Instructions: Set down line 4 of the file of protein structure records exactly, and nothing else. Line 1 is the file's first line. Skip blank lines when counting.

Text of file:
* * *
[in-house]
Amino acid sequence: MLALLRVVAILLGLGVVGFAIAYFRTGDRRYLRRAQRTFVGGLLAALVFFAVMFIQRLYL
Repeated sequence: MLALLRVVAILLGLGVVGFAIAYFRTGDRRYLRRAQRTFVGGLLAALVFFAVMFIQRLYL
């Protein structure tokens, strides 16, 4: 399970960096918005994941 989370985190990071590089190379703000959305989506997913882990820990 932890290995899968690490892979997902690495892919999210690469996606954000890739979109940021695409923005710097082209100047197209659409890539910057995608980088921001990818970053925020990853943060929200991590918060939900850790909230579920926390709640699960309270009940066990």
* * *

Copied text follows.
């Protein structure tokens, strides 16, 4: 399970960096918005994941 989370985190990071590089190379703000959305989506997913882990820990 932890290995899968690490892979997902690495892919999210690469996606954000890739979109940021695409923005710097082209100047197209659409890539910057995608980088921001990818970053925020990853943060929200991590918060939900850790909230579920926390709640699960309270009940066990």